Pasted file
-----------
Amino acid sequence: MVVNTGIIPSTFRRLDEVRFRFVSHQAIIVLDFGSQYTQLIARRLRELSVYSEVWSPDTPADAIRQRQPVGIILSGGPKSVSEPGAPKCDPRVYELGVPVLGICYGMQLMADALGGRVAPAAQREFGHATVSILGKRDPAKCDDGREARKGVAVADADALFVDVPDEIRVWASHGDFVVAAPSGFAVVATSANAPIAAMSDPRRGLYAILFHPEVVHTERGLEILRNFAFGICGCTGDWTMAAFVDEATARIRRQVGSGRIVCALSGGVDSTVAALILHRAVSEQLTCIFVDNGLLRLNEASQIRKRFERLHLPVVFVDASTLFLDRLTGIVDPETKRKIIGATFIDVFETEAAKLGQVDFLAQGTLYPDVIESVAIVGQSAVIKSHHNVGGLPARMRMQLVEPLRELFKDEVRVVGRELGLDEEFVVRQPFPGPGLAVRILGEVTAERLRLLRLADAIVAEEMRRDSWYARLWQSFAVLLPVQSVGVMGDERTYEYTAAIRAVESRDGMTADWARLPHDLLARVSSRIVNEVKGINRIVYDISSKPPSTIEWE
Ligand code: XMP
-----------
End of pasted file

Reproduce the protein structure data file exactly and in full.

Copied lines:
Amino acid sequence: MVVNTGIIPSTFRRLDEVRFRFVSHQAIIVLDFGSQYTQLIARRLRELSVYSEVWSPDTPADAIRQRQPVGIILSGGPKSVSEPGAPKCDPRVYELGVPVLGICYGMQLMADALGGRVAPAAQREFGHATVSILGKRDPAKCDDGREARKGVAVADADALFVDVPDEIRVWASHGDFVVAAPSGFAVVATSANAPIAAMSDPRRGLYAILFHPEVVHTERGLEILRNFAFGICGCTGDWTMAAFVDEATARIRRQVGSGRIVCALSGGVDSTVAALILHRAVSEQLTCIFVDNGLLRLNEASQIRKRFERLHLPVVFVDASTLFLDRLTGIVDPETKRKIIGATFIDVFETEAAKLGQVDFLAQGTLYPDVIESVAIVGQSAVIKSHHNVGGLPARMRMQLVEPLRELFKDEVRVVGRELGLDEEFVVRQPFPGPGLAVRILGEVTAERLRLLRLADAIVAEEMRRDSWYARLWQSFAVLLPVQSVGVMGDERTYEYTAAIRAVESRDGMTADWARLPHDLLARVSSRIVNEVKGINRIVYDISSKPPSTIEWE
Ligand code: XMP